The power of a Secret

My life is driven my secrets. Hell, I’m driven by secrets.

To me there is nothing more exciting than knowing something more than the majority of people. When I first walked through the darkened control room at a RAAF fighter base, I knew that I wanted to have unfetted access to that space. This lead to my first job as a Fighter Controller.

After leaving the Air Force and striking it out on my own, it was the allure of the stage that tugged my heartstrings. Not that I gave a toss about what was going on on-stage, but I sure as hell wanted to know what happened in the dark recesses of the back stage areas.

Donning naught but black for many years, I learned a lot about the world, and I managed to experience things that I would imagine many people dream of. I’ve drunk absinth with a magician in a red light district. I’ve traveled the world so that I can give my opinion on technology and design. I’ve been personally thanked by the late, great James Brown. And probably more than half a million people have read and enjoyed a story that I worked on, mostly in the seclusion of a private IRC channel (possibly the most secretive of Internet chat protocols).


But yet, now that I have had a few years behind the curtain, I want more, and I feel that my obsession is going to lead me further afield. the problem with a secret is that once you know it, it’s not longer a secret. The adrenaline that accompanies the crossing of the public/private threshold only lasts for so long.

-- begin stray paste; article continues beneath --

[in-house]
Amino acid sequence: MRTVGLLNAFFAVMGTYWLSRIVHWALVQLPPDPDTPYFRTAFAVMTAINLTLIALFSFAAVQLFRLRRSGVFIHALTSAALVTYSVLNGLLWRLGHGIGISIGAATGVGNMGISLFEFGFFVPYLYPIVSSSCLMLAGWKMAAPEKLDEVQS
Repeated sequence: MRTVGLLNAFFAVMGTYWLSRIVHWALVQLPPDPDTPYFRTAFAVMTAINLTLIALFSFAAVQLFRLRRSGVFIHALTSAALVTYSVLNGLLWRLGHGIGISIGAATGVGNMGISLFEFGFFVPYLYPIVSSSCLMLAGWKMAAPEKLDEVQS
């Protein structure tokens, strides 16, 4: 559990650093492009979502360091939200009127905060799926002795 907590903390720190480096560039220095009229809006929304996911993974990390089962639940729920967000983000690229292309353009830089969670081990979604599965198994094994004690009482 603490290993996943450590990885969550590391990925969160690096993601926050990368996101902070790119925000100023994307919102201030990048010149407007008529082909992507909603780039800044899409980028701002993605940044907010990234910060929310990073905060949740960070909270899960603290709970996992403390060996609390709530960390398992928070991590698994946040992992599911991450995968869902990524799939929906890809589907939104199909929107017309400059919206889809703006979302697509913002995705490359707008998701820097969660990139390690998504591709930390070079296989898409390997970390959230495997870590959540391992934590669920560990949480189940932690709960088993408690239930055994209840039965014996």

I want to leave this life having explored as much of this world as I can. I don’t mean in the “discover the lost tribes of the Amazon” sense, I mean the “Get access to the most exclusive parts of the world” type of exploration.

For example: I would love to go and visit the reactor at Chernobyl. To cruise around Pirpyat would be a dream holiday for me. Similarly I think I would enjoy a day in Centralia in the US, where an accidental mine fire has caused the city to be abandoned, including a diversion of the local highway to avoid the town.


And it is for this reason I bought a book about the Bechtel Corporation, called “Friends in High Places.” The first chapter describes the Bohemian Grove; a secret camp in California where the rich and powerful go to act like drunken schoolboys. That immediately set off my interest, and now I’m keen to read more. When I’m done I’ll be sure to let you know how it goes.


Anyway, I haven’t written anything more at this point. I have recently been on one of my aforementioned international trips, and hence haven’t really been in the mindset to sit down and write.


I hope you enjoyed this little peek into what gets me up in the morning.


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